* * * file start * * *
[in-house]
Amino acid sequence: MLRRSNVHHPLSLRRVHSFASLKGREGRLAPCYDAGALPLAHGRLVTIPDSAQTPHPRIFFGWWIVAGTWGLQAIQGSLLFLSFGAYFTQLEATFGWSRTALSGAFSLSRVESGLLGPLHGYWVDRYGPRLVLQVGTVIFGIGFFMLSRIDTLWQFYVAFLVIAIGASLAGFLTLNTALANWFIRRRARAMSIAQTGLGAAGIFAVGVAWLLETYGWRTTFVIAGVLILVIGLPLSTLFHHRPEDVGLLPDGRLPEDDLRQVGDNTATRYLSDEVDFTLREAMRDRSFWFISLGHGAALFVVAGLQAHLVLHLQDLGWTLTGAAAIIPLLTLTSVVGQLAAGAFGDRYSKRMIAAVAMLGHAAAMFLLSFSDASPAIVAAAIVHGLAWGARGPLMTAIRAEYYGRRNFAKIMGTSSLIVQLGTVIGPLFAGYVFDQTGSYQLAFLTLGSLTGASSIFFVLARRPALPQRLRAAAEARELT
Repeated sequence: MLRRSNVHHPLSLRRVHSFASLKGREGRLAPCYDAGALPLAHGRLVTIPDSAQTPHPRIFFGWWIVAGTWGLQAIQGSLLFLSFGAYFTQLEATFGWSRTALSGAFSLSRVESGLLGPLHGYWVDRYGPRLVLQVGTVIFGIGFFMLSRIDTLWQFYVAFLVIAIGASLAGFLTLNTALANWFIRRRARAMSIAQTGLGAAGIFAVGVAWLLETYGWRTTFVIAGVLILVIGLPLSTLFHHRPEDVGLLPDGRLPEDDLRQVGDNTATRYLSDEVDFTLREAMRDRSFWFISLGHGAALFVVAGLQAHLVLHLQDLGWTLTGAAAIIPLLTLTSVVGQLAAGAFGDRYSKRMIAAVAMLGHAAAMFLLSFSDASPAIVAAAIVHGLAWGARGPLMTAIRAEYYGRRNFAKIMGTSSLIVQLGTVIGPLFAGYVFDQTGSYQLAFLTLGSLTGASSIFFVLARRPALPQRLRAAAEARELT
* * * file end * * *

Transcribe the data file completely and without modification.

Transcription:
[in-house]
Amino acid sequence: MLRRSNVHHPLSLRRVHSFASLKGREGRLAPCYDAGALPLAHGRLVTIPDSAQTPHPRIFFGWWIVAGTWGLQAIQGSLLFLSFGAYFTQLEATFGWSRTALSGAFSLSRVESGLLGPLHGYWVDRYGPRLVLQVGTVIFGIGFFMLSRIDTLWQFYVAFLVIAIGASLAGFLTLNTALANWFIRRRARAMSIAQTGLGAAGIFAVGVAWLLETYGWRTTFVIAGVLILVIGLPLSTLFHHRPEDVGLLPDGRLPEDDLRQVGDNTATRYLSDEVDFTLREAMRDRSFWFISLGHGAALFVVAGLQAHLVLHLQDLGWTLTGAAAIIPLLTLTSVVGQLAAGAFGDRYSKRMIAAVAMLGHAAAMFLLSFSDASPAIVAAAIVHGLAWGARGPLMTAIRAEYYGRRNFAKIMGTSSLIVQLGTVIGPLFAGYVFDQTGSYQLAFLTLGSLTGASSIFFVLARRPALPQRLRAAAEARELT
Repeated sequence: MLRRSNVHHPLSLRRVHSFASLKGREGRLAPCYDAGALPLAHGRLVTIPDSAQTPHPRIFFGWWIVAGTWGLQAIQGSLLFLSFGAYFTQLEATFGWSRTALSGAFSLSRVESGLLGPLHGYWVDRYGPRLVLQVGTVIFGIGFFMLSRIDTLWQFYVAFLVIAIGASLAGFLTLNTALANWFIRRRARAMSIAQTGLGAAGIFAVGVAWLLETYGWRTTFVIAGVLILVIGLPLSTLFHHRPEDVGLLPDGRLPEDDLRQVGDNTATRYLSDEVDFTLREAMRDRSFWFISLGHGAALFVVAGLQAHLVLHLQDLGWTLTGAAAIIPLLTLTSVVGQLAAGAFGDRYSKRMIAAVAMLGHAAAMFLLSFSDASPAIVAAAIVHGLAWGARGPLMTAIRAEYYGRRNFAKIMGTSSLIVQLGTVIGPLFAGYVFDQTGSYQLAFLTLGSLTGASSIFFVLARRPALPQRLRAAAEARELT